HBO’s “John Adams” led the winners list Saturday at the Creative Arts ceremony with eight nods, including the trophies for longform cinematography, for d.p. Tak Fujimoto, and longform casting. The period mini led this year’s Emmy noms brigade with 23 bids.
The marathon Creative Arts ceremony at the Nokia Theater, the precursor to the Sept. 21 main event to be televised live on ABC, was hosted by “How I Met Your Mother’s” Neil Patrick Harris and Sarah Chalke of “Scrubs.”
AMC’s Emmy darling “Mad Men” took home four trophies: hourlong series cinematography, for d.p. Phil Abraham and the pilot seg; main title design; hairstyling for single-camera series; and art direction for a single-camera series.
NBC’s “30 Rock,” PBS’ Ken Burns mini “The War” and CBS’ 50th annual Grammy Awards telecast each nabbed three awards.
Kathy Griffin picked up the Emmy for reality program for the second year in a row for her Bravo series “My Life on the D-List.”
“Never in the history of the Emmy has anyone lived their Emmy as much as I do,” Griffin told reporters backstage, noting her genuine surprise at her repeat win. “It’s hard to beat those meth-heads on (A&E’s) ‘Intervention.’”
In the series guest star categories, the comedy trophies went to two vet thesps: Kathryn Joosten for ABC’s “Desperate Housewives” and Tim Conway for “30 Rock.” On the drama side, Glynn Turman won for his turn on HBO’s “In Treatment”; “Sex and the City” star Cynthia Nixon was recognized for her work on NBC’s “Law & Order: SVU.”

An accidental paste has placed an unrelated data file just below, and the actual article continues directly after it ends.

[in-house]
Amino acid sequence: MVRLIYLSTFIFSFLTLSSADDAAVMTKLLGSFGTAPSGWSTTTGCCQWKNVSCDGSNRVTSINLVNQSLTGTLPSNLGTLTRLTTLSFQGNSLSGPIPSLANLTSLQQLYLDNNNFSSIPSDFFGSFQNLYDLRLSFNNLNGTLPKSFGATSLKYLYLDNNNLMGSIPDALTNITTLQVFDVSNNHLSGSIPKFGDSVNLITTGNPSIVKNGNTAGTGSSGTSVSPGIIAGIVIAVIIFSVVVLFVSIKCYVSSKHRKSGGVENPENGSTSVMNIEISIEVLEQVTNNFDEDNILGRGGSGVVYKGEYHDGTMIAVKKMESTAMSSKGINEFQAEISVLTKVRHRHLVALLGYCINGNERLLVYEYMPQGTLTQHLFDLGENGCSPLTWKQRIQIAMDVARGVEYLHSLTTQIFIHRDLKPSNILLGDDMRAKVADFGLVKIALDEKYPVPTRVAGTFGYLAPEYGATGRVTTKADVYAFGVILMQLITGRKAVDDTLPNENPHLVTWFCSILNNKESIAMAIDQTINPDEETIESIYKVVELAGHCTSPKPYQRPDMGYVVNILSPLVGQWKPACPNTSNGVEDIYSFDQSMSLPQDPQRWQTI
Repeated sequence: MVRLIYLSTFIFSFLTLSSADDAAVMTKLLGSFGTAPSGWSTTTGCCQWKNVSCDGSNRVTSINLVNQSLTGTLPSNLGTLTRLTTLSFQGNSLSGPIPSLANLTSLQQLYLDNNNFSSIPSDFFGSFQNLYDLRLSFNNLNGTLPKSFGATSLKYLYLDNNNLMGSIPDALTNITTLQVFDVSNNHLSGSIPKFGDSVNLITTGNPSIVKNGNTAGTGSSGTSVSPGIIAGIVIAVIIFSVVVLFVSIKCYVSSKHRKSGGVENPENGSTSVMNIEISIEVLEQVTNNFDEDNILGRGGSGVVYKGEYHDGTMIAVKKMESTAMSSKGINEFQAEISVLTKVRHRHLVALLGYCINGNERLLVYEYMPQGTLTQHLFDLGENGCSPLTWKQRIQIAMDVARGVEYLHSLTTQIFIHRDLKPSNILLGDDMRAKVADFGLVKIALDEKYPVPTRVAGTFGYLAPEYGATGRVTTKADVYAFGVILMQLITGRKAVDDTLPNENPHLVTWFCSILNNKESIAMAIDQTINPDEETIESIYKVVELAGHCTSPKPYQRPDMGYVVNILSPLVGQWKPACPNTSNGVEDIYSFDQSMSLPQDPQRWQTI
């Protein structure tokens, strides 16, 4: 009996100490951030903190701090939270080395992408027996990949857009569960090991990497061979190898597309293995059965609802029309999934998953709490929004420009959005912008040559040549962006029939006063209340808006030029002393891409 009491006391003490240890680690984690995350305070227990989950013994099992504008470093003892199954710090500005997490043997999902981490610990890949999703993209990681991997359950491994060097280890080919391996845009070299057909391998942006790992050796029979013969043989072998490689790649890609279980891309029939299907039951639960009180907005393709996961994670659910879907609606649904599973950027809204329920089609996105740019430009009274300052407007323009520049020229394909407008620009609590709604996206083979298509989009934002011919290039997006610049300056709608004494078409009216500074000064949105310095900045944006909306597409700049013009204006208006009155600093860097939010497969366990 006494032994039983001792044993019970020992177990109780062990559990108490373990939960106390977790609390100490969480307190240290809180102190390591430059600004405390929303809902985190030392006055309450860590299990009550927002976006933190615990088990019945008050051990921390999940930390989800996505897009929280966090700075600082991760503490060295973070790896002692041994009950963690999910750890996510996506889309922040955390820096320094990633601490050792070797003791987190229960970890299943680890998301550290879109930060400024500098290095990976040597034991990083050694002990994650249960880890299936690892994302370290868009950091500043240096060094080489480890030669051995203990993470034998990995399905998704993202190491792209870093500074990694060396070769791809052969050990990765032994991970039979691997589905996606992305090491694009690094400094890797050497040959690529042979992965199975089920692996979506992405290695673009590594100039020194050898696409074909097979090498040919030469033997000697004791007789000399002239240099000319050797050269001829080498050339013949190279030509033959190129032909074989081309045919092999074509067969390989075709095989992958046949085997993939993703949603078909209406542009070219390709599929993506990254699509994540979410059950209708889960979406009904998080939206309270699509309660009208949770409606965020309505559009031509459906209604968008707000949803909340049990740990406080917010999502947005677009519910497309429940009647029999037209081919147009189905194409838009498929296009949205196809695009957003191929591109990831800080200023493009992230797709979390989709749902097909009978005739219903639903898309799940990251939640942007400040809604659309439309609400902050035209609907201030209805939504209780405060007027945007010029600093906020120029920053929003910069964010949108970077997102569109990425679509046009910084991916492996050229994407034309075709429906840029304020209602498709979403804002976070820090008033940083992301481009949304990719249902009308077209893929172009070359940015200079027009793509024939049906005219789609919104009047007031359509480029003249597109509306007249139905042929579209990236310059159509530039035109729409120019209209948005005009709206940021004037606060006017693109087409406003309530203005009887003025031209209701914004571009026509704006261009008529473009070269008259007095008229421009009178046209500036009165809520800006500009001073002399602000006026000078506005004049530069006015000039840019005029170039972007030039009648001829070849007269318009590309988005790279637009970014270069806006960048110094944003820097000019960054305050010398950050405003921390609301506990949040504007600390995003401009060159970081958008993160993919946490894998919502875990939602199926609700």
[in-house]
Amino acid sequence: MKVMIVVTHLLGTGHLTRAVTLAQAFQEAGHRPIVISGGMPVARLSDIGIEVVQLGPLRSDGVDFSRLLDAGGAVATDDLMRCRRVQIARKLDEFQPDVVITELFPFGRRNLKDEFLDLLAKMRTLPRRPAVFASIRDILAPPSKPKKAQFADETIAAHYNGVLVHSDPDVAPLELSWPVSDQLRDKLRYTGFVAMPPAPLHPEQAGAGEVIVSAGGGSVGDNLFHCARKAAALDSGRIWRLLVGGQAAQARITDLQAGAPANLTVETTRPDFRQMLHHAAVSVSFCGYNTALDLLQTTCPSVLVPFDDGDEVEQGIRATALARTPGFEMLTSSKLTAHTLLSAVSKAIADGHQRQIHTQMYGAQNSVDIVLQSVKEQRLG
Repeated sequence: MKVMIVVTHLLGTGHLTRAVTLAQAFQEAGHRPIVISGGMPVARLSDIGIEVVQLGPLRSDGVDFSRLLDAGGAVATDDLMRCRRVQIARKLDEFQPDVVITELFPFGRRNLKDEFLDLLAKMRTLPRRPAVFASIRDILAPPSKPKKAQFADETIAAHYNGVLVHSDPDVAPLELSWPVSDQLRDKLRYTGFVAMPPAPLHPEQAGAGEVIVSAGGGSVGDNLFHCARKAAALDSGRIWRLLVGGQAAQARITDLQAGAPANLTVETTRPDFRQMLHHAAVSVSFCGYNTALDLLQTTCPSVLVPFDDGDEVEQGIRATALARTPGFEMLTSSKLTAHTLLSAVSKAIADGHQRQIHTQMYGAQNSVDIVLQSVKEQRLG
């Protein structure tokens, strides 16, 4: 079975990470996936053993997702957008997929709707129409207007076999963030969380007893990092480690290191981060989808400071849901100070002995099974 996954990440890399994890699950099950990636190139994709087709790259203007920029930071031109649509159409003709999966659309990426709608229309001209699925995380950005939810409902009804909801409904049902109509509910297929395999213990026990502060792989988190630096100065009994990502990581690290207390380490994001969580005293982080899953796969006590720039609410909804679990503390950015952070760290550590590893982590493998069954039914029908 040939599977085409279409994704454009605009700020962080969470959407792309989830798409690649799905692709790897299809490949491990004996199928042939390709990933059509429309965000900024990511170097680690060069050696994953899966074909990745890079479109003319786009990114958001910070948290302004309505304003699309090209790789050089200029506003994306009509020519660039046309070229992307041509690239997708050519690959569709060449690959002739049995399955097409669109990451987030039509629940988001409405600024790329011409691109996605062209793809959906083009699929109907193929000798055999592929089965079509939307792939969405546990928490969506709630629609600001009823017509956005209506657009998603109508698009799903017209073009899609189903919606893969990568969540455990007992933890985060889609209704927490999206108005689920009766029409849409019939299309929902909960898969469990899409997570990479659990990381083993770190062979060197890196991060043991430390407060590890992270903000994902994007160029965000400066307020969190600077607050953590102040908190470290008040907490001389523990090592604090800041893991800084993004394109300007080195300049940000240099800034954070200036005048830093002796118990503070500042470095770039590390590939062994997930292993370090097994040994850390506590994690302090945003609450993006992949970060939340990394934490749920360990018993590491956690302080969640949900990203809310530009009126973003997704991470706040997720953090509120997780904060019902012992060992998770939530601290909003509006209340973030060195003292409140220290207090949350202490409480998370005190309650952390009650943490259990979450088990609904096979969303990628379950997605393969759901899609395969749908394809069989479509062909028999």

Among the prominent program winners were HBO’s “Autism: The Musical,” which prevailed for nonfiction special, and HBO’s “Mr. Warmth: The Don Rickles Project,” for variety, music or comedy spesh. The nonfiction series category yielded a tie between PBS’ “American Masters” and Showtime’s “This American Life”; the children’s program category was also a tie, between HBO’s “Classical Baby” and Nickelodeon’s “Nick News with Linda Ellerbee.”
“Autism” producer Tricia Regan mentioned in her acceptance remarks her appreciation for the “courage and bravery” of the families whose children were featured in the docu.
The crowd at the Nokia gave a hearty round of applause as the hit Sarah Silverman-Matt Damon vid “I’m F—ing Matt Damon” from ABC’s “Jimmy Kimmel Live” won for original music and lyrics. Silverman, who was on hand as a presenter, accepted for the tune’s writing team. She couldn’t resist a reference to her ex, Kimmel, as she reeled off a list of thank yous.
“And to the person for which this whole video was made — Jimmy Kimmel — who broke my heart, um, who’ll always have a place in my heart,” Silverman said with a grin.
In the animation heat, Fox’s “The Simpsons” added another award to its trophy case, for the seg “Eternal Moonshine of the Simpson Mind,” in the category of animated programming under an hour. Comedy Central’s “South Park” won in the hour-or-more category for the seg “Imaginationland.”